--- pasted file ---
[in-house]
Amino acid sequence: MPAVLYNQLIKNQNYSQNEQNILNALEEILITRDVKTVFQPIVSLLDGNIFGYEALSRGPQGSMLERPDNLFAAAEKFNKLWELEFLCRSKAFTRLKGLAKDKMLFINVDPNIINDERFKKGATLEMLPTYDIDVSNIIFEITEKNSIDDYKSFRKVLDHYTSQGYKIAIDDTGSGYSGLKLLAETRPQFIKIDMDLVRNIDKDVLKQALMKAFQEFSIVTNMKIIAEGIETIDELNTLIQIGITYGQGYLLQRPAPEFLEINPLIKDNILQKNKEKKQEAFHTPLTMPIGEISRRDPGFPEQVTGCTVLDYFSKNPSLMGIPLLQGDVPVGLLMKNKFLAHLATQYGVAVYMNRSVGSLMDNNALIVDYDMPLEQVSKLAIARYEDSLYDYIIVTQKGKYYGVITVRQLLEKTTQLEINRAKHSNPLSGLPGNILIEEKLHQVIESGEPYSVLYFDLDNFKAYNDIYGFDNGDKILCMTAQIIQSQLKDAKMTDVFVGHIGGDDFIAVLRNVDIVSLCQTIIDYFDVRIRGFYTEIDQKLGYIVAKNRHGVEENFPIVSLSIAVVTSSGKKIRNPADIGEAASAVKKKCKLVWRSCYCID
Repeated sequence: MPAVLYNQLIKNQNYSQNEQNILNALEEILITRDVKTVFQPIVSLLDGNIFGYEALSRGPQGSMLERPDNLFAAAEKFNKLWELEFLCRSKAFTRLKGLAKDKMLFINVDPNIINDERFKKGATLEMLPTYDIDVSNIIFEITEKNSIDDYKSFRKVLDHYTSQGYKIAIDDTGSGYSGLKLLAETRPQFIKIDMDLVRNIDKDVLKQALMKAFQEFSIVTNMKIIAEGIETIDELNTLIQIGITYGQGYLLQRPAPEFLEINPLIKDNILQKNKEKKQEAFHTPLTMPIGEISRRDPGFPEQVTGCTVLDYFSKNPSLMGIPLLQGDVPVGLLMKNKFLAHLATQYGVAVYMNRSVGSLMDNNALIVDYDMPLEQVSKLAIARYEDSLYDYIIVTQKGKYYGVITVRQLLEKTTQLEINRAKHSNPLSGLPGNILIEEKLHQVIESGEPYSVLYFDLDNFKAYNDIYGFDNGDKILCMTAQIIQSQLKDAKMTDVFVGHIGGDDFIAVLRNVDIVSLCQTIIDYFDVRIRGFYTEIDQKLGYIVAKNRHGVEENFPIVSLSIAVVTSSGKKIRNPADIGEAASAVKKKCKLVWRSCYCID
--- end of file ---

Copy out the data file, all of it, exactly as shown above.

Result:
[in-house]
Amino acid sequence: MPAVLYNQLIKNQNYSQNEQNILNALEEILITRDVKTVFQPIVSLLDGNIFGYEALSRGPQGSMLERPDNLFAAAEKFNKLWELEFLCRSKAFTRLKGLAKDKMLFINVDPNIINDERFKKGATLEMLPTYDIDVSNIIFEITEKNSIDDYKSFRKVLDHYTSQGYKIAIDDTGSGYSGLKLLAETRPQFIKIDMDLVRNIDKDVLKQALMKAFQEFSIVTNMKIIAEGIETIDELNTLIQIGITYGQGYLLQRPAPEFLEINPLIKDNILQKNKEKKQEAFHTPLTMPIGEISRRDPGFPEQVTGCTVLDYFSKNPSLMGIPLLQGDVPVGLLMKNKFLAHLATQYGVAVYMNRSVGSLMDNNALIVDYDMPLEQVSKLAIARYEDSLYDYIIVTQKGKYYGVITVRQLLEKTTQLEINRAKHSNPLSGLPGNILIEEKLHQVIESGEPYSVLYFDLDNFKAYNDIYGFDNGDKILCMTAQIIQSQLKDAKMTDVFVGHIGGDDFIAVLRNVDIVSLCQTIIDYFDVRIRGFYTEIDQKLGYIVAKNRHGVEENFPIVSLSIAVVTSSGKKIRNPADIGEAASAVKKKCKLVWRSCYCID
Repeated sequence: MPAVLYNQLIKNQNYSQNEQNILNALEEILITRDVKTVFQPIVSLLDGNIFGYEALSRGPQGSMLERPDNLFAAAEKFNKLWELEFLCRSKAFTRLKGLAKDKMLFINVDPNIINDERFKKGATLEMLPTYDIDVSNIIFEITEKNSIDDYKSFRKVLDHYTSQGYKIAIDDTGSGYSGLKLLAETRPQFIKIDMDLVRNIDKDVLKQALMKAFQEFSIVTNMKIIAEGIETIDELNTLIQIGITYGQGYLLQRPAPEFLEINPLIKDNILQKNKEKKQEAFHTPLTMPIGEISRRDPGFPEQVTGCTVLDYFSKNPSLMGIPLLQGDVPVGLLMKNKFLAHLATQYGVAVYMNRSVGSLMDNNALIVDYDMPLEQVSKLAIARYEDSLYDYIIVTQKGKYYGVITVRQLLEKTTQLEINRAKHSNPLSGLPGNILIEEKLHQVIESGEPYSVLYFDLDNFKAYNDIYGFDNGDKILCMTAQIIQSQLKDAKMTDVFVGHIGGDDFIAVLRNVDIVSLCQTIIDYFDVRIRGFYTEIDQKLGYIVAKNRHGVEENFPIVSLSIAVVTSSGKKIRNPADIGEAASAVKKKCKLVWRSCYCID